50 Shades of Wildcat Willy

This Willy picture was taken during the 2012 homecoming football game by Jenna Thompson, who can be reached at jennatho (at) nmu.edu.

NMU’s mascot, Wildcat Willy, has many lives. Since a real, live bobcat on campus in the 60s was not a success, Willy has remained two-dimensional but has experienced a number of surprising looks.

One of the first records of Willy is a history written by a former wildcat in the winter edition of Horizons, the alumni magazine at NMU. The article talks about what it was like for 1989 graduate Jay McQuillan to be Willy during hockey games. McQuillan was instrumental in promoting Willy’s image on campus, including changing the name from “Willie” to “Willy” and making the mascot fully clothed. The pictures on the internet version of the article aren’t great, but it’s clear that Willy’s head back then was mostly mouth.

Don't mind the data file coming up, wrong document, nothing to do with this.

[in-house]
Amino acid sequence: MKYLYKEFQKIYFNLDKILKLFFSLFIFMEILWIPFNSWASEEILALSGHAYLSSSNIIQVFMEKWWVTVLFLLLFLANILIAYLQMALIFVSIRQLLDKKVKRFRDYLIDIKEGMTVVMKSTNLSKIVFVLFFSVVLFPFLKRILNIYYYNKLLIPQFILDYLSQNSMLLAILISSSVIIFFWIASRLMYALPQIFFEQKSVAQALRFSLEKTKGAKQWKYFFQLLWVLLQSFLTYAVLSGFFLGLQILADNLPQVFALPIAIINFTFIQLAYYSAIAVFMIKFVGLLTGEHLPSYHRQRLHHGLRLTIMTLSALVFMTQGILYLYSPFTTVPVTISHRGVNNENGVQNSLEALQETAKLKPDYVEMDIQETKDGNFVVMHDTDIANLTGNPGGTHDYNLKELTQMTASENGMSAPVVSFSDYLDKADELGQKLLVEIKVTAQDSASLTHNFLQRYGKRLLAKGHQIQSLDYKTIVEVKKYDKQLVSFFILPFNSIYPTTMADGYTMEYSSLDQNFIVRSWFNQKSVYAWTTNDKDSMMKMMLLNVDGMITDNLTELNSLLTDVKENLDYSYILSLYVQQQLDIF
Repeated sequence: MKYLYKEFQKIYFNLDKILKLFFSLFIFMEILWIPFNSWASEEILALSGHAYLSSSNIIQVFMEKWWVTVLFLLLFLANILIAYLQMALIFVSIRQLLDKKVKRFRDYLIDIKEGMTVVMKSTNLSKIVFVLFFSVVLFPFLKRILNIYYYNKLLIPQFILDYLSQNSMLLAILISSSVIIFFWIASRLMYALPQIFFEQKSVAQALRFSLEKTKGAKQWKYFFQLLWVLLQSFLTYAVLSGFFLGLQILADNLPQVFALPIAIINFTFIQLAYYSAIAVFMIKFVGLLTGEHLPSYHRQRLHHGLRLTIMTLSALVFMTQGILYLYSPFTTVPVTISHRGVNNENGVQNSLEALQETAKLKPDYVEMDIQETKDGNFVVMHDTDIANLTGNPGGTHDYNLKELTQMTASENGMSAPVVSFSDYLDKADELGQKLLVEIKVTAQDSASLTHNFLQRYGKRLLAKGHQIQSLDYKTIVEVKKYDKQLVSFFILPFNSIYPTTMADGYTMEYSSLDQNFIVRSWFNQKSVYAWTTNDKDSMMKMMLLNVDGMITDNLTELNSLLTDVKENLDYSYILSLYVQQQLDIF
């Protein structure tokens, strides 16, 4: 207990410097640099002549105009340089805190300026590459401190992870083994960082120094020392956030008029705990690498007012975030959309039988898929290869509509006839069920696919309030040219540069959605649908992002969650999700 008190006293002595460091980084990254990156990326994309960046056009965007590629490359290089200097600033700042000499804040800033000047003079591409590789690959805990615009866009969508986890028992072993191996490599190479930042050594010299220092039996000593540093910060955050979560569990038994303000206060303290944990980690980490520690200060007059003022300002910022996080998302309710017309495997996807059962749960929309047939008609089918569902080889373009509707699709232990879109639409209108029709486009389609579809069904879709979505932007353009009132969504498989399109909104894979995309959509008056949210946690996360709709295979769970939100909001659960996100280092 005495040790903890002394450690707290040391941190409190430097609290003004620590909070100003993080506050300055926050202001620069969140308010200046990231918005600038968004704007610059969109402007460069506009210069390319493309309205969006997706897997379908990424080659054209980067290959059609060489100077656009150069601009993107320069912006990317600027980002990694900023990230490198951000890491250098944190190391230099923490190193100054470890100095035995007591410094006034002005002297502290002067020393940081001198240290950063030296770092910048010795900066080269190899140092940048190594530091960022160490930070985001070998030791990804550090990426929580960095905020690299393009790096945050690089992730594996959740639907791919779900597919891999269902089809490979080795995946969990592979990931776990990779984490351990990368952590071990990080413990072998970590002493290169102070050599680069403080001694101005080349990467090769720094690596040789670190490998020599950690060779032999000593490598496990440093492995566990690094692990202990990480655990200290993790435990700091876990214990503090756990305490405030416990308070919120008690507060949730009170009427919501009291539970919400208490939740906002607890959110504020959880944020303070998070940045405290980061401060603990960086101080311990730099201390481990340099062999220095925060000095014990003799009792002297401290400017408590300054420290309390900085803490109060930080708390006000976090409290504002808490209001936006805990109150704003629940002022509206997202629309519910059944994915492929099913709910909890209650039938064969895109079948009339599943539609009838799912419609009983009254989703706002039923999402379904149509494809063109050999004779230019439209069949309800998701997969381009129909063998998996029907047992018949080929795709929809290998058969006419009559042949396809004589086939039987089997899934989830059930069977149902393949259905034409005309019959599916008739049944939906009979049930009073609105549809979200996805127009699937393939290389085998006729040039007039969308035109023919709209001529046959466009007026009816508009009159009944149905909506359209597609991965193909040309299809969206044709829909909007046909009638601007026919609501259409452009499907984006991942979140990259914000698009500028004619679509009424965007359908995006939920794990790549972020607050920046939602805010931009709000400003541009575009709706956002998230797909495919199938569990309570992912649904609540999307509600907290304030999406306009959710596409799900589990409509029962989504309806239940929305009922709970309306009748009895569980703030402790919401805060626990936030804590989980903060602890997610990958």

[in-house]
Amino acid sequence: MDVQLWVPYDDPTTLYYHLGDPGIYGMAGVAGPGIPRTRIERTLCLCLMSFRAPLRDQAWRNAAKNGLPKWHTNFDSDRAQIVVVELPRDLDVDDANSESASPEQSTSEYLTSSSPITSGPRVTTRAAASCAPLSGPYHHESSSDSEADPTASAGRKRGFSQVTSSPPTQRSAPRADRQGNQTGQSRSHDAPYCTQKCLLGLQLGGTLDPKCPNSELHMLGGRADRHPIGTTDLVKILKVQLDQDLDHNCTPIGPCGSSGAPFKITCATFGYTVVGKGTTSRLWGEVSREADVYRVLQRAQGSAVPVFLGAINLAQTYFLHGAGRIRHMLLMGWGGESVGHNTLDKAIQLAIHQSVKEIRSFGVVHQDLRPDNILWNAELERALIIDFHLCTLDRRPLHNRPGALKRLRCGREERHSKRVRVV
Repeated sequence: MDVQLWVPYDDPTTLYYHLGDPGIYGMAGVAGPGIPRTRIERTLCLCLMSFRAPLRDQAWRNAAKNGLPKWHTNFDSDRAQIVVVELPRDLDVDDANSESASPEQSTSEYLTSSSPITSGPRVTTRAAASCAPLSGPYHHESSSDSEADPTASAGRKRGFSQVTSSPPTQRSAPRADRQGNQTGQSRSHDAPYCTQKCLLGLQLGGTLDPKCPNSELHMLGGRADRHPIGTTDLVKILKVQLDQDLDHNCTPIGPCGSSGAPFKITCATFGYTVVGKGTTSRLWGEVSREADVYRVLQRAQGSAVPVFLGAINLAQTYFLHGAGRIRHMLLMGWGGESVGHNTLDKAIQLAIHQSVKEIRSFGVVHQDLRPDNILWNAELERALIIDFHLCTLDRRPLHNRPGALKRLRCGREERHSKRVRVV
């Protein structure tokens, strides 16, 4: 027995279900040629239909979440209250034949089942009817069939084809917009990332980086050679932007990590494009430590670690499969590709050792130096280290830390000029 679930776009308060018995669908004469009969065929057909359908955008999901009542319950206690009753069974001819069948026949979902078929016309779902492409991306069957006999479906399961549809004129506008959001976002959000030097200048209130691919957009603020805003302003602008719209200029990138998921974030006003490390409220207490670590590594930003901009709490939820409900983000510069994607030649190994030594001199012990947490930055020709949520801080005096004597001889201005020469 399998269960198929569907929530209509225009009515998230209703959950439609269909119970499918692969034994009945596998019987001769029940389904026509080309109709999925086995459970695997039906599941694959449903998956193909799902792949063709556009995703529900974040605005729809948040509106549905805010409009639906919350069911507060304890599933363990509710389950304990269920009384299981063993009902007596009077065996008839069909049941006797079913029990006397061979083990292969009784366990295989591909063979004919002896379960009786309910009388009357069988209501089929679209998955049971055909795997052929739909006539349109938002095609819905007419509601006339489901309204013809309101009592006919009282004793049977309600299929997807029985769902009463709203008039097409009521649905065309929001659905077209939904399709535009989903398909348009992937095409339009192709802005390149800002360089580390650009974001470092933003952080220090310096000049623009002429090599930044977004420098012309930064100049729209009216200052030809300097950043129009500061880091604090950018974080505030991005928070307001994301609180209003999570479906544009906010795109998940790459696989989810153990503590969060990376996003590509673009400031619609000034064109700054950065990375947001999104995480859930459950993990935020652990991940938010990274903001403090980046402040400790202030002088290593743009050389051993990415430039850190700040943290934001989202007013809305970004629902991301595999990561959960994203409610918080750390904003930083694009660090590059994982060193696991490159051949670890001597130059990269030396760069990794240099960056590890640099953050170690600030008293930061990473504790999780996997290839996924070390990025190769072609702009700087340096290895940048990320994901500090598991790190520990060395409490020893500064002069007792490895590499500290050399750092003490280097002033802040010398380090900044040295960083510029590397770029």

Another example of Willy is this homecoming picture from 1990. He looks much more aggressive than he is now. It’s also interesting that The North Wind spells his name “Wildcat Willie” even though the Horizon’s article above says that his name was changed to “Willy” in 1984-1985.

In the interim, there are a number of other Willy looks. The USOEC featured a rendition of Willy that’s very tough looking for some clothing. That picture is in this CAMPUS article.

There is also a patch being sold on Ebay that features Willy. The tag on the item says that it was sold from the NMU Bookstore. As for what year it was sold, the item description on Ebay says, “A TREMENDOUS Item that I believe to be Around 45 YEARS OLD or OLDER!!” I’d have to agree. If these pictures are any indication that Willy becomes less scary with the years, this patch is probably from long before the 80s.

Willy now is much more friendly. He has a Facebook page and the mascot can be rented for various events. His face is generally more animated and round. However, if his job was to intimate the other team during sporting events, I think he would have been more effective in years past.

Written by Lucy Hough


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